Within minutes, a troop of officers was on hand, led by the Weinan Head of Traffic police, Captain Tian Wei, moving traffic across multiple lanes to give Oliver's truck free passage. Compounding the traffic chaos was road construction up ahead pushing hundreds of huge trucks into two lanes only.
With a traffic police escort, siren blaring, the truck and buses were quickly led along the unopened road, still under construction, and sped to the nearest local hospital in Shanxi Province, with a concerned Jill and vet team still on board the truck with Oliver. A call ahead to the hospital from the traffic police resulted in the hospital offering their full assistance and use of equipment as necessary.
As the truck pulled up outside the Trauma Emergency Hospital in Feng Ling Du town twenty minutes later, staff raced out with an oxygen tank to supplement our equipment, set up proper surgical-standard lighting and put their entire resources at the vet team's service. Hot water bottles were produced to help support him and keep Oliver’s temperature regular; the intravenous drip, travelling in a cool box, was warmed up; bloods taken earlier were rushed inside for comprehensive analysis and the results produced within thirty minutes.
Oliver was taken from his cage on to the floor of the truck and preparations made for his surgery. Jill and the rest of the team looked on tensely – to lose this very special boy that they had been drawn to so quickly would be devastating, when they were so close to getting him home.
Heather and Monica, Wendy and Karli worked skillfully under extreme conditions in the back of the truck, as the temperature dropped and rain poured down outside. Despite the conditions, the welcoming and curious residents of the town began to gather and before long, Oliver had a large group of supporters, fascinated by this spectacle and rooting for him to make it through. The head of the local Public Security Bureau, Mr Liu, personally oversaw security so that the well-intentioned spectators would not get too close to the open sided truck, amiably assisted by the rest of the rescue team who watched over the surgery and fetched and carried as required.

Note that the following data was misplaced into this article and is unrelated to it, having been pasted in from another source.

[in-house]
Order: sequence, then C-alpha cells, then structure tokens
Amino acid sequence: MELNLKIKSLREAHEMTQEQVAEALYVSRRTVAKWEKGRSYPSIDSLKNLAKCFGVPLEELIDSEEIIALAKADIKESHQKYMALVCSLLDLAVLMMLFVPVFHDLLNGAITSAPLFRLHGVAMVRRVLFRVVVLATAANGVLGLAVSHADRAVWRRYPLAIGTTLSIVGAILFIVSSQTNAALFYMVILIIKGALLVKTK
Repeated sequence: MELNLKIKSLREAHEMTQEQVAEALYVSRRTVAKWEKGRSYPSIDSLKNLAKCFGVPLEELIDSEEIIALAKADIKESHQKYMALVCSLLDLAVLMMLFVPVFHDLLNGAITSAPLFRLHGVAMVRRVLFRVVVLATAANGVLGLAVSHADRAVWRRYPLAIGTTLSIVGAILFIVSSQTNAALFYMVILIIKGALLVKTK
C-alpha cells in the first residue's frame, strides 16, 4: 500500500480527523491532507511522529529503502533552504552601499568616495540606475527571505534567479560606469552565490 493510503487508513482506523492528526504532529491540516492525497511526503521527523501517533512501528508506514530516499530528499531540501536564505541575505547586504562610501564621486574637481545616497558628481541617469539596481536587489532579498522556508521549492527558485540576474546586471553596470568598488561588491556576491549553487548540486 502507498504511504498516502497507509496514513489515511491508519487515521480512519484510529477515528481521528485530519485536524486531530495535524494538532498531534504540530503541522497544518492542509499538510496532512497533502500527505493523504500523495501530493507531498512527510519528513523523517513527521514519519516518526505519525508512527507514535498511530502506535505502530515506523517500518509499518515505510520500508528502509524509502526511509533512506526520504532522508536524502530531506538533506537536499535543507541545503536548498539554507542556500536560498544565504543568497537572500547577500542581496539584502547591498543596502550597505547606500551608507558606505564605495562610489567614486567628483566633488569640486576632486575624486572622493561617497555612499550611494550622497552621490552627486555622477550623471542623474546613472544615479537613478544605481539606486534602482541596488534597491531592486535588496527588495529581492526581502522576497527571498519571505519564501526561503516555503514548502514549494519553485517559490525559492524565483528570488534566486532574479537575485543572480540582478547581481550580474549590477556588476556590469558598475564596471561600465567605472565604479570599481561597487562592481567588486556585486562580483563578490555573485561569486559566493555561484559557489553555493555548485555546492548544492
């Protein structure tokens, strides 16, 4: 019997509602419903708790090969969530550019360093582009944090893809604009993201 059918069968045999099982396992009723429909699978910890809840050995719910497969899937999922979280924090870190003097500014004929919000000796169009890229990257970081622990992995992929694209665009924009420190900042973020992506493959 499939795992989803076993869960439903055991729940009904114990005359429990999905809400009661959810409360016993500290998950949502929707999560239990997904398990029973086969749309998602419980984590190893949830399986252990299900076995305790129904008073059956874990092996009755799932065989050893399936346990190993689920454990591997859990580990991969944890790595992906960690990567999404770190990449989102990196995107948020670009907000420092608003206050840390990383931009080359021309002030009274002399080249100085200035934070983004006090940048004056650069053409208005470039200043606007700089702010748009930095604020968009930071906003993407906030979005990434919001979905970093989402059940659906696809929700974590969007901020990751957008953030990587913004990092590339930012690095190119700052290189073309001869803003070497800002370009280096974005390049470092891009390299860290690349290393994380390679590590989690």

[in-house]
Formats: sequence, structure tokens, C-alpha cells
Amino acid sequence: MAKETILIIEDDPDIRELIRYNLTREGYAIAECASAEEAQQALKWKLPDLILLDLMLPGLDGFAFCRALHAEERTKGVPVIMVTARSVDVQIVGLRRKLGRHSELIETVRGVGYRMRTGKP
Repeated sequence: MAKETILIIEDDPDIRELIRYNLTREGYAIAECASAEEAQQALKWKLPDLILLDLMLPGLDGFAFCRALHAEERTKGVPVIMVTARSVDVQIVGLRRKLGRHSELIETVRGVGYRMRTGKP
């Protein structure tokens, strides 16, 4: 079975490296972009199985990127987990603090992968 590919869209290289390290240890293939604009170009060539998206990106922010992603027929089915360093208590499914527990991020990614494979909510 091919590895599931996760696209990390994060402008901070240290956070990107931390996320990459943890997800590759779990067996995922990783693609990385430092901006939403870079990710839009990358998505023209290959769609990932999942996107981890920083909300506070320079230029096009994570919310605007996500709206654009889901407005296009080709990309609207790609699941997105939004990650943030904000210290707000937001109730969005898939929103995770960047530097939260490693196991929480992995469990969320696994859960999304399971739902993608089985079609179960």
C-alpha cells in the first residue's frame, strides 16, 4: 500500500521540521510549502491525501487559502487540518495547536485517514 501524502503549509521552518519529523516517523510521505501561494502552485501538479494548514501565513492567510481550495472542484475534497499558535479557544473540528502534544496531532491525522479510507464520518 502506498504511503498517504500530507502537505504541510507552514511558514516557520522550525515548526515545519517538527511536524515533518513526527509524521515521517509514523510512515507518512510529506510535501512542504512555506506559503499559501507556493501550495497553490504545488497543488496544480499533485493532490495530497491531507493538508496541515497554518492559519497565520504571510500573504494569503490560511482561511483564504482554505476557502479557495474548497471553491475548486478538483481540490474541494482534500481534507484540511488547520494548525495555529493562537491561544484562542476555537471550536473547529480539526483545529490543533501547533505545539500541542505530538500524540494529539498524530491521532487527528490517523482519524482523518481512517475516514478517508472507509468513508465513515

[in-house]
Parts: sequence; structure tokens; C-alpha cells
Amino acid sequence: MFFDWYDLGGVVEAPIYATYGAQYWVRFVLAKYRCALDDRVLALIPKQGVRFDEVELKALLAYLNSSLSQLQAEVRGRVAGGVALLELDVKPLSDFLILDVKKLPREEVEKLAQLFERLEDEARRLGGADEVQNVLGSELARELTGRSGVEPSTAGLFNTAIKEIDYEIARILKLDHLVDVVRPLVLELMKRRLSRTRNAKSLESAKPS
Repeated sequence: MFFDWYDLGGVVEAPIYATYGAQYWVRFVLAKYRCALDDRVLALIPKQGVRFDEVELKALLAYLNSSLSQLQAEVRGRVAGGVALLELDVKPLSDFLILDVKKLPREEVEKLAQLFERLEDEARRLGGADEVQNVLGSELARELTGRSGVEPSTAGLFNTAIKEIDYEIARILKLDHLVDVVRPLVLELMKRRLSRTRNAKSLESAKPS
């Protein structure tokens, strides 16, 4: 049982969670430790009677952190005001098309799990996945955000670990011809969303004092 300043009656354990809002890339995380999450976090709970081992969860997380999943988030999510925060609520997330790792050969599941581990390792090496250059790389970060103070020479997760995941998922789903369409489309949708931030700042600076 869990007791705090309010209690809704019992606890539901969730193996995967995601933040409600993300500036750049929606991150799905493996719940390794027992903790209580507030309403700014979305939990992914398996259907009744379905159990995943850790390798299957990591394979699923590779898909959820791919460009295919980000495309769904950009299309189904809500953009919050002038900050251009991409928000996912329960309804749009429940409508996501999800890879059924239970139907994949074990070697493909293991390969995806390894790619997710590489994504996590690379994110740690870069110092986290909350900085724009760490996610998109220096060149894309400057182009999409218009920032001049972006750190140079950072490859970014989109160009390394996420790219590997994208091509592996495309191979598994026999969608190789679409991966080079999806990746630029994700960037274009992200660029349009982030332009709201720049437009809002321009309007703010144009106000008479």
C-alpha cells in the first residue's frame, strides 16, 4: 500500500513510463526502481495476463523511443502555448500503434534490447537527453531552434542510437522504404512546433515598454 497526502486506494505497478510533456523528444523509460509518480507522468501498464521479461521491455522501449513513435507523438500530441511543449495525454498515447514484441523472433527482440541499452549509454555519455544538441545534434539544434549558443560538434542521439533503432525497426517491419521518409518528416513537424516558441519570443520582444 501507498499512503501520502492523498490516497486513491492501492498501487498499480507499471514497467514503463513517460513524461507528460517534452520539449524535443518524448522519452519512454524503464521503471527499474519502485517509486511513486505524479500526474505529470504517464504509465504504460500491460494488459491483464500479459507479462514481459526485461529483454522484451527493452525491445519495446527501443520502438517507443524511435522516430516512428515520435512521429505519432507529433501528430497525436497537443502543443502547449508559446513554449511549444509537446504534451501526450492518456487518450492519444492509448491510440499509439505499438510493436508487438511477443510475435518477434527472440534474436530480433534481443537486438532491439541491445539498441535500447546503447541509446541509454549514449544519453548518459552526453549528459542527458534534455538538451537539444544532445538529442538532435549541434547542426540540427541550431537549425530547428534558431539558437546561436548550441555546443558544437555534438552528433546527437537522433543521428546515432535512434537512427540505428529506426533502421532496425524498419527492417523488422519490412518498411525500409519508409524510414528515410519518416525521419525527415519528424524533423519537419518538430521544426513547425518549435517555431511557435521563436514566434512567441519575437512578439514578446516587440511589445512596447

When Oliver's gall bladder was revealed to the vets they were shocked by its condition. Thickened walls, inflamed tissue and a fully-intact, double metal ring completely enveloped in the tissue that had grown around it over the years.
Jill, who has witnessed hundreds of bears undergo the same surgery and seen all types of horrific objects used to secure the illegal catheters, was shocked by this latest find: “This is an instrument of torture showing just why this poor bear had been in so much pain”
Jill snipped away at the tissue to eventually reveal the large, spiral metal disc with a wire hook, previously seen protruding from Oliver's stomach, attached.
Surgery went well and four hours later, the exhausted but satisfied vet team had Oliver stitched up, back in his cage padded with straw, and under observation. For several hours that night, vet nurse Karli and bear worker Ou Jun sat by his side in the back of the truck while the rescue convoy proceeded once more through the night.
Oliver had survived his ordeal thus far, thanks to the skill of the vet team, the ingenuity and dedication of our Chengdu staff in rallying local support and the help from the obliging and professional hospital staff, led by the Hospital Head, Mr Chang Linfeng.
Jill and the rescue team left Feng Ling Du town with hearts lighter than when they had reached it.